A Strategy for Implementing Systems

The choice of a strategy for systems implementation is one of those choices organizations tend to make subconsciously. The strategy seems to grow out of the' necessity to solve problems during the implementation There are two dangers to such an approach. The first is a failure to explore all the possible strategies at the company's disposal. By the time you are actually implementing, choices are going to be limited by previous decisions. The second is an inability to properly plan. How can you plan your implementation when you haven't decided how you intend to implement.

It may seem surprising but the failure to choose an implementation strategy is frequently the cause of poor implementation planning and failed implementations. It is very important to make this choice as early as possible. The implementation strategy you select will become the basis of your implementation plan. Your strategy defines how you are going to do things, your completed plan will tell you when things will be done and who will do them.

The process of choosing an implementation strategy can be broken down into three related questions: What will be the scope of the first implementation, What will be the method of cutover and what data processing design methodology will be used.

SCOPE. The question of scope has two approaches, which can be used exclusive of one another or can be combined. One approach to defining scope is to implement by function, such as implementing Bill of Materials first then Inventory. The other approach is by product, such as implementing only one product or a class of products at a time. In large companies it may be possible to further limit scope by plant, since product and plant boundaries may coincide.

These two approaches may be combined in large companies to reach a manageable scope. For example implementing Bill of Materials for only one product line.

In general the functional approach works best if you are implementing a modular system or a stand-alone single function system such as an Inventory package, which will be interfaced with other applications.

The Product based approach works best with the implementation of fully integrated systems, such as an MRP II package. It can be difficult to separate an integrated system into functional modules; this shouldn't be surprising since their 'integrated functionality is their selling point. If you do use the functional approach and are successful in dividing up an integrated package you will probably find it necessary to build temporary bridges between the new functions and existing systems. These bridges would be temporary, since they will not be needed once the additional function modules of the new system are implemented.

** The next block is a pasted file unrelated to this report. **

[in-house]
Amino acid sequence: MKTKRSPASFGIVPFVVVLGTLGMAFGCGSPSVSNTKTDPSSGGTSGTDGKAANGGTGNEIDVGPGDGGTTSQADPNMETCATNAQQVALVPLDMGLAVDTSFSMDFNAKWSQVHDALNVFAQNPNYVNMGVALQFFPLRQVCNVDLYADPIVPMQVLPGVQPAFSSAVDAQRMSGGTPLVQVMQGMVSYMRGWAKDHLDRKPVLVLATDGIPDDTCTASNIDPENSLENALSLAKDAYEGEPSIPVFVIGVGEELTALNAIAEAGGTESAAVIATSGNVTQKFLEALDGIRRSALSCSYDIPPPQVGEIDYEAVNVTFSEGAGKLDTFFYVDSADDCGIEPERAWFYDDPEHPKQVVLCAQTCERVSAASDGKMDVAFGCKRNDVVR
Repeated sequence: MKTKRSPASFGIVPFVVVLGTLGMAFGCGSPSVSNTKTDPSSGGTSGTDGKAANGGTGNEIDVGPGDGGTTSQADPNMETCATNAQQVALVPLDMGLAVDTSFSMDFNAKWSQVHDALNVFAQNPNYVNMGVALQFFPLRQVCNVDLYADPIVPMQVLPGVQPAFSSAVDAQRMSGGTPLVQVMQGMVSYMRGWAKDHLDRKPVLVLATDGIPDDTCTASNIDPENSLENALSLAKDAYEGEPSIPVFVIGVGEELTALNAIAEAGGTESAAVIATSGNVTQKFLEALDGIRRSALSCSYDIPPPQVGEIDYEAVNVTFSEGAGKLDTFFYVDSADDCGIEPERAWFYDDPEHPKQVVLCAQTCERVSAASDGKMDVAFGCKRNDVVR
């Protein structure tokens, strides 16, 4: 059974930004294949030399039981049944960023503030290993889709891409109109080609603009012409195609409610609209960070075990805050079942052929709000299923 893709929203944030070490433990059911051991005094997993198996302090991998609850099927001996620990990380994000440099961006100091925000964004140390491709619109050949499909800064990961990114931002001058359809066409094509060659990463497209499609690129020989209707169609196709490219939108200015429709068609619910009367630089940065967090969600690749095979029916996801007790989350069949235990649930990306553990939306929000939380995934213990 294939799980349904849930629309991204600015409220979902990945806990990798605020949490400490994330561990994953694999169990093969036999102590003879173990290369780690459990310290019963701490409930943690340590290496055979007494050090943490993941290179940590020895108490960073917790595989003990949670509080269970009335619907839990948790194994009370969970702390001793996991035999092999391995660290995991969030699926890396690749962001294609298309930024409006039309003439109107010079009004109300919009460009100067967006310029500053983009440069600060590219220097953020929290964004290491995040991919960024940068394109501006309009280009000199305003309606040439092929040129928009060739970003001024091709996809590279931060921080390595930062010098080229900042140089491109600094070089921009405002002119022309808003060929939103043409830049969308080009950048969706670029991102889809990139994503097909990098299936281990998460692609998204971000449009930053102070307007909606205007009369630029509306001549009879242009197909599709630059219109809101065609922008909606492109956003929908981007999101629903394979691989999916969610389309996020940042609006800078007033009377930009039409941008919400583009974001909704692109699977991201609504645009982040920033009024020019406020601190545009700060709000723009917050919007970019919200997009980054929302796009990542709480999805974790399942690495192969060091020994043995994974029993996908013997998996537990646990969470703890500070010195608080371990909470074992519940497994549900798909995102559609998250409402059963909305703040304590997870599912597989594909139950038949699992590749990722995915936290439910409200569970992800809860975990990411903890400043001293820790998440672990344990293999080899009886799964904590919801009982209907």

An example of this is bridging the inventory module to the current purchasing system in order to get purchased material receipts into inventory. Once the new purchasing module is implemented the bridge would no longer be needed.

The size of your company and the resources you have to dedicate to an implementation should help you decide the scope of your first implementation. If your company has multiple plants consider starting with one plant. If your resources are limited consider one line within a plant.

If your company is small you may decide to bring the whole plant up at once... be careful. The purpose of keeping the first implementation small is to minimize the pain involved in learning from mistakes. You can apply the knowledge you gain from your mistakes if you start off small. If you implement everything at once, you miss the opportunity to benefit from your mistakes, and the impact of those mistakes will be magnified by the large scope of your implementation.

There are two basic methods of cutover, which can be used. The first is to run in parallel. In parallel the user enters data into the old system as well as the new system until they are convinced of the accuracy of the new system.

The advantage of running in parallel is that it provides security against any major failure, which may have laid undiscovered in the new system. The disadvantage is the duplication of effort required to maintain both systems. There also tends to be less impetus for an ambivalent user to make the new system work while the old system is still functioning.

The alternative is a turnkey or "cold turkey" method of cutting over. As its name implies you select a date and from that day forward all work is done in the new system. Information or previous transactions in the old system can either be converted to the new system or can be left to die naturally as the remaining transactions are completed. During this period the user is shuttling between the new and old systems depending on the date at which the transaction was started.

The advantage to the turnkey method is that there are no additional resources required to do double entry. There is no double entry. The disadvantage is that you do not have the security of a fully functioning "old" system upon which to rely.

Many companies take out the insurance of a parallel cutover when they do not need it. If for example you are implementing an inventory system and you are planning a physical inventory you might want to do a turnkey cutover to the new system a month before physical inventory. This gives you a month to work out the bugs in the new system. Any errors in inventory balances created during this "shake down" period will be corrected with the application of physical inventory counts. If you fail to get the system running smoothly you can load your physical inventory balances into the old system and pull the new system. The point is to ask yourself what is the worst that can happen if you do not run in parallel and the system fails. Balance that answer against the resources required to implement in parallel and then make your decision.